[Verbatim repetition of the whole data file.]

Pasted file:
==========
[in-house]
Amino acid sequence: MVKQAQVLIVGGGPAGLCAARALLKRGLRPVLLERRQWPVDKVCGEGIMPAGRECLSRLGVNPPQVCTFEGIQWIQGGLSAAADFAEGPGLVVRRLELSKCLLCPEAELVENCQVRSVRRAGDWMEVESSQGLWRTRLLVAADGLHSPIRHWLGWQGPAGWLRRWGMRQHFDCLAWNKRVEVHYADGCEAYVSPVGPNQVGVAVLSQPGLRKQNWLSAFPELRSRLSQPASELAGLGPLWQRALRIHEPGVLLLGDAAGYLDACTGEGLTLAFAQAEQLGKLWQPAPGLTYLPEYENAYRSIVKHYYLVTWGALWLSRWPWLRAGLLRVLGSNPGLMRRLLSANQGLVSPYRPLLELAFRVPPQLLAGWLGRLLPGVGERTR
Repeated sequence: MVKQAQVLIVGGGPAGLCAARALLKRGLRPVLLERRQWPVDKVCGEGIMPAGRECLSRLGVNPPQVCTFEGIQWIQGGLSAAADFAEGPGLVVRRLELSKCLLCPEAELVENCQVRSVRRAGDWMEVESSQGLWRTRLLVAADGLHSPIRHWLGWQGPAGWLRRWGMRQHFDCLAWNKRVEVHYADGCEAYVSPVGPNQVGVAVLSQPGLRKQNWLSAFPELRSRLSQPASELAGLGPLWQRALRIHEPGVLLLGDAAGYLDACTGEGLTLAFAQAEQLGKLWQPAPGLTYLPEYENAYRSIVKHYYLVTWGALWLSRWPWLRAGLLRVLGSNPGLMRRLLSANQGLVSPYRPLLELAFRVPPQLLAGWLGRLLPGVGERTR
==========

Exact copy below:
[in-house]
Amino acid sequence: MVKQAQVLIVGGGPAGLCAARALLKRGLRPVLLERRQWPVDKVCGEGIMPAGRECLSRLGVNPPQVCTFEGIQWIQGGLSAAADFAEGPGLVVRRLELSKCLLCPEAELVENCQVRSVRRAGDWMEVESSQGLWRTRLLVAADGLHSPIRHWLGWQGPAGWLRRWGMRQHFDCLAWNKRVEVHYADGCEAYVSPVGPNQVGVAVLSQPGLRKQNWLSAFPELRSRLSQPASELAGLGPLWQRALRIHEPGVLLLGDAAGYLDACTGEGLTLAFAQAEQLGKLWQPAPGLTYLPEYENAYRSIVKHYYLVTWGALWLSRWPWLRAGLLRVLGSNPGLMRRLLSANQGLVSPYRPLLELAFRVPPQLLAGWLGRLLPGVGERTR
Repeated sequence: MVKQAQVLIVGGGPAGLCAARALLKRGLRPVLLERRQWPVDKVCGEGIMPAGRECLSRLGVNPPQVCTFEGIQWIQGGLSAAADFAEGPGLVVRRLELSKCLLCPEAELVENCQVRSVRRAGDWMEVESSQGLWRTRLLVAADGLHSPIRHWLGWQGPAGWLRRWGMRQHFDCLAWNKRVEVHYADGCEAYVSPVGPNQVGVAVLSQPGLRKQNWLSAFPELRSRLSQPASELAGLGPLWQRALRIHEPGVLLLGDAAGYLDACTGEGLTLAFAQAEQLGKLWQPAPGLTYLPEYENAYRSIVKHYYLVTWGALWLSRWPWLRAGLLRVLGSNPGLMRRLLSANQGLVSPYRPLLELAFRVPPQLLAGWLGRLLPGVGERTR